Crystalline silicon and amorphous silicon have high absorption coefficients with respect to short wavelength laser pulses. For example, the absorption coefficient is as high as 1.4×106 cm-1 for XeCl (wavelength: 308 nm). The absorption coefficient is a factor (or parameter) representing a light intensity distribution, and is given by the following equation:
where I is the intensity of light, Io is the intensity of light incident on a surface of substance, α is the absorption coefficient (cm-1), and x is a depth (cm). That is, the light intensity decays, at a depth of 1/α, to 1/e (about one third) of the intensity at the surface. In the case of XeCl, 2/3 of the radiation energy is absorbed up to a depth of 70 Å from the surface, and most is converted to heat. In this way, short wavelength pulsed laser irradiation makes it possible to heat only a very shallow layer in a semiconductor substrate.
FIGS. 1A, 1B and 1C are sectional views for showing a MOS fabricating process according to a first embodiment of the present invention.
FIGS. 2A and 2B are sectional views for showing a bipolar fabricating process according to a second embodiment of the present invention.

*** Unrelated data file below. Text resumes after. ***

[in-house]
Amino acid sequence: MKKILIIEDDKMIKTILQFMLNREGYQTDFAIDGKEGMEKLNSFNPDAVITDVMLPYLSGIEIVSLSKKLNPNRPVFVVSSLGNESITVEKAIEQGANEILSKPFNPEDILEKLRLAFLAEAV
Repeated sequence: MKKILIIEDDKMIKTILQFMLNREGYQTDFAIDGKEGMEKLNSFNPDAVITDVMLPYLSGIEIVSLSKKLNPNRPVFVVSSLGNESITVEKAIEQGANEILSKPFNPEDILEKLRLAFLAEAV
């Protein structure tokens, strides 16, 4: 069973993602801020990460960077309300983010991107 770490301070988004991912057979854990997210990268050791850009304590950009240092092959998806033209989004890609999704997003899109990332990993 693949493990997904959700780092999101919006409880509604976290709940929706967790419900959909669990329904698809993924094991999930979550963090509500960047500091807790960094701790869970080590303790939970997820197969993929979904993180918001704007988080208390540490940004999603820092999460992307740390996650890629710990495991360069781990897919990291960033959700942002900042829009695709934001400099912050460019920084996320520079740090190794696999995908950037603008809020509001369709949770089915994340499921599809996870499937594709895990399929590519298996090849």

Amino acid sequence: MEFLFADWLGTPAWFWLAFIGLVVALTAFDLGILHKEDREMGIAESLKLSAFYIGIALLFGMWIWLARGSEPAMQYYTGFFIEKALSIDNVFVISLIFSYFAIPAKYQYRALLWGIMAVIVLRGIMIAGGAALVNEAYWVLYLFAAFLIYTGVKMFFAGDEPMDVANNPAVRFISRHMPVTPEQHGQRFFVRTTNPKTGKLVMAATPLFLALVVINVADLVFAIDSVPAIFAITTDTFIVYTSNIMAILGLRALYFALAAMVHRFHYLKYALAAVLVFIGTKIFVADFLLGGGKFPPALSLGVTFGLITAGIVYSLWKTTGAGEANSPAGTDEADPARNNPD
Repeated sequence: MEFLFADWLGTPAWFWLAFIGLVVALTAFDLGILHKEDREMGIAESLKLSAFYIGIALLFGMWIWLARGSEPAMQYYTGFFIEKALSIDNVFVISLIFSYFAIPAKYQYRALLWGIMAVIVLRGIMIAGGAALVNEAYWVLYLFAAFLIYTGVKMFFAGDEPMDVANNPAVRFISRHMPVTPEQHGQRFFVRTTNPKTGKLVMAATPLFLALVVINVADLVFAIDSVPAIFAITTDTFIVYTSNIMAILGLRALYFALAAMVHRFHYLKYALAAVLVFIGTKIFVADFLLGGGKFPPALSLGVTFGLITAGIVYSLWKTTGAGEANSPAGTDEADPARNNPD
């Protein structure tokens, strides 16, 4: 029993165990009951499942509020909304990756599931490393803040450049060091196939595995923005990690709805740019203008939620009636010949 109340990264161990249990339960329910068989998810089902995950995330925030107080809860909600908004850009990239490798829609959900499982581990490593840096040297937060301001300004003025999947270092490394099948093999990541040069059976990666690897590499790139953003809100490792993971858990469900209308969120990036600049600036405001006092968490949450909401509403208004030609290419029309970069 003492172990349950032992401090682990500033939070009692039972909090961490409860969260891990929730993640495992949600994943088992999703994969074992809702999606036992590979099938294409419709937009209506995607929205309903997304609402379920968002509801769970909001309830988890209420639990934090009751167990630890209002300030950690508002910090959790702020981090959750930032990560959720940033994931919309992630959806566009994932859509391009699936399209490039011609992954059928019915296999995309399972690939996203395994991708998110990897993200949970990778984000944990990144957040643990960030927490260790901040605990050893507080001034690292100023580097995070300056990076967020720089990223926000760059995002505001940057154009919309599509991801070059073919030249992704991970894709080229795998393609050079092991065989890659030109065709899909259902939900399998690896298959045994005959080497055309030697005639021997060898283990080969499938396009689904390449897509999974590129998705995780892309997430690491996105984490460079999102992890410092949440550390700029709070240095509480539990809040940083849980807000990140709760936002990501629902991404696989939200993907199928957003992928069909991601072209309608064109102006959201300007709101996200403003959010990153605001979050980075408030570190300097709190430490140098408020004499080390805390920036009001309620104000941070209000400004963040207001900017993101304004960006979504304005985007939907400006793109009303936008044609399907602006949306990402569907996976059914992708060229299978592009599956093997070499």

FIG. 3 is a graph showing variation of the temperature of a substrate during rapid thermal annealing.
FIG. 4 is a graph showing variation of the temperature of a substrate during pulsed laser annealing.
FIG. 5 is a sectional view illustrating points defects produced by ion bombardment.
FIG. 6 is a graph showing a reverse leakage current at a junction, annealed only by pulsed laser irradiation.
FIG. 7 is a graph showing a reverse leakage current in the structure obtained by the process according to the first embodiment.
FIGS. 8 is a graph for showing absorption coefficients for different laser pulses which can be employed in the embodiments of the present invention. An upper horizontal axis indicates the wavelength (nm), and a lower horizontal axis indicates the photoenergy (or photon energy)(eV).